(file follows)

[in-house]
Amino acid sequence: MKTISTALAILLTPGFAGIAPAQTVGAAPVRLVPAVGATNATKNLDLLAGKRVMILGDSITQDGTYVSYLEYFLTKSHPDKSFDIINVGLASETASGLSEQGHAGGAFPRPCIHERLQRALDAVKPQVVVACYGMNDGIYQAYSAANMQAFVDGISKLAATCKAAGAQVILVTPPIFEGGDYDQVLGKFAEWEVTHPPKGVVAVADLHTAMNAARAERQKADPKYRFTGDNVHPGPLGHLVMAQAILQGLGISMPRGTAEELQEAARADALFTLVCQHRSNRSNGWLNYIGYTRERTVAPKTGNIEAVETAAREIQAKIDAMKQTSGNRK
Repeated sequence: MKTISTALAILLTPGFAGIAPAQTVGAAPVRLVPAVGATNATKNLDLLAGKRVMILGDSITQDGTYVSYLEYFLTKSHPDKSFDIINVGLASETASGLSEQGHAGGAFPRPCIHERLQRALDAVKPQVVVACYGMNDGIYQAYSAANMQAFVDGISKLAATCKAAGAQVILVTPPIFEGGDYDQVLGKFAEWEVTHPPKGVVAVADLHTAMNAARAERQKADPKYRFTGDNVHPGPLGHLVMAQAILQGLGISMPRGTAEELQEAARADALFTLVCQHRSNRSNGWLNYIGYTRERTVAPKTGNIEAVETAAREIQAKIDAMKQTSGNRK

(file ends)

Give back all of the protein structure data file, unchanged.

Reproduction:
[in-house]
Amino acid sequence: MKTISTALAILLTPGFAGIAPAQTVGAAPVRLVPAVGATNATKNLDLLAGKRVMILGDSITQDGTYVSYLEYFLTKSHPDKSFDIINVGLASETASGLSEQGHAGGAFPRPCIHERLQRALDAVKPQVVVACYGMNDGIYQAYSAANMQAFVDGISKLAATCKAAGAQVILVTPPIFEGGDYDQVLGKFAEWEVTHPPKGVVAVADLHTAMNAARAERQKADPKYRFTGDNVHPGPLGHLVMAQAILQGLGISMPRGTAEELQEAARADALFTLVCQHRSNRSNGWLNYIGYTRERTVAPKTGNIEAVETAAREIQAKIDAMKQTSGNRK
Repeated sequence: MKTISTALAILLTPGFAGIAPAQTVGAAPVRLVPAVGATNATKNLDLLAGKRVMILGDSITQDGTYVSYLEYFLTKSHPDKSFDIINVGLASETASGLSEQGHAGGAFPRPCIHERLQRALDAVKPQVVVACYGMNDGIYQAYSAANMQAFVDGISKLAATCKAAGAQVILVTPPIFEGGDYDQVLGKFAEWEVTHPPKGVVAVADLHTAMNAARAERQKADPKYRFTGDNVHPGPLGHLVMAQAILQGLGISMPRGTAEELQEAARADALFTLVCQHRSNRSNGWLNYIGYTRERTVAPKTGNIEAVETAAREIQAKIDAMKQTSGNRK